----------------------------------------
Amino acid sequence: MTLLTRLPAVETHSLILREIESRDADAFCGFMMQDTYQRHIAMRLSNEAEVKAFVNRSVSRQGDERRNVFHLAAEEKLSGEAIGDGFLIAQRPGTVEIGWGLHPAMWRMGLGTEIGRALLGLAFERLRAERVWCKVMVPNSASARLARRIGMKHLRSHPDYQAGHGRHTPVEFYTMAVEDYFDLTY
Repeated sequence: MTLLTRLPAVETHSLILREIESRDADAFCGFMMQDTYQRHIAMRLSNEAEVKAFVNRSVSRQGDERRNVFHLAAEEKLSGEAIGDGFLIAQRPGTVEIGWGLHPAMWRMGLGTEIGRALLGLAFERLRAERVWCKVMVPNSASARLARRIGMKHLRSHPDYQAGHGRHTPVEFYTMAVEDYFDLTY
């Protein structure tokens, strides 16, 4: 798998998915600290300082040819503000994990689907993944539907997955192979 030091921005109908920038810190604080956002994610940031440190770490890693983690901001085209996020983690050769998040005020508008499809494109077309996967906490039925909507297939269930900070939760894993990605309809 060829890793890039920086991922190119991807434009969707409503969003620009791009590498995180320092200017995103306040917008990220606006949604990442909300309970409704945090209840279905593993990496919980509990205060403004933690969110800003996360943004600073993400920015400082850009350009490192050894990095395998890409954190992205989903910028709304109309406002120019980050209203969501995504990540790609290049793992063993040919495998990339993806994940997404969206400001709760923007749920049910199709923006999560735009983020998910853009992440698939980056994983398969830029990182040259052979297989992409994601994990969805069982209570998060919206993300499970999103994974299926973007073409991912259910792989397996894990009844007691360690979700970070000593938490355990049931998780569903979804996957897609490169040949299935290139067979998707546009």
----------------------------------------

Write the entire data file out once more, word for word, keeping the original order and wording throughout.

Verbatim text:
Amino acid sequence: MTLLTRLPAVETHSLILREIESRDADAFCGFMMQDTYQRHIAMRLSNEAEVKAFVNRSVSRQGDERRNVFHLAAEEKLSGEAIGDGFLIAQRPGTVEIGWGLHPAMWRMGLGTEIGRALLGLAFERLRAERVWCKVMVPNSASARLARRIGMKHLRSHPDYQAGHGRHTPVEFYTMAVEDYFDLTY
Repeated sequence: MTLLTRLPAVETHSLILREIESRDADAFCGFMMQDTYQRHIAMRLSNEAEVKAFVNRSVSRQGDERRNVFHLAAEEKLSGEAIGDGFLIAQRPGTVEIGWGLHPAMWRMGLGTEIGRALLGLAFERLRAERVWCKVMVPNSASARLARRIGMKHLRSHPDYQAGHGRHTPVEFYTMAVEDYFDLTY
């Protein structure tokens, strides 16, 4: 798998998915600290300082040819503000994990689907993944539907997955192979 030091921005109908920038810190604080956002994610940031440190770490890693983690901001085209996020983690050769998040005020508008499809494109077309996967906490039925909507297939269930900070939760894993990605309809 060829890793890039920086991922190119991807434009969707409503969003620009791009590498995180320092200017995103306040917008990220606006949604990442909300309970409704945090209840279905593993990496919980509990205060403004933690969110800003996360943004600073993400920015400082850009350009490192050894990095395998890409954190992205989903910028709304109309406002120019980050209203969501995504990540790609290049793992063993040919495998990339993806994940997404969206400001709760923007749920049910199709923006999560735009983020998910853009992440698939980056994983398969830029990182040259052979297989992409994601994990969805069982209570998060919206993300499970999103994974299926973007073409991912259910792989397996894990009844007691360690979700970070000593938490355990049931998780569903979804996957897609490169040949299935290139067979998707546009």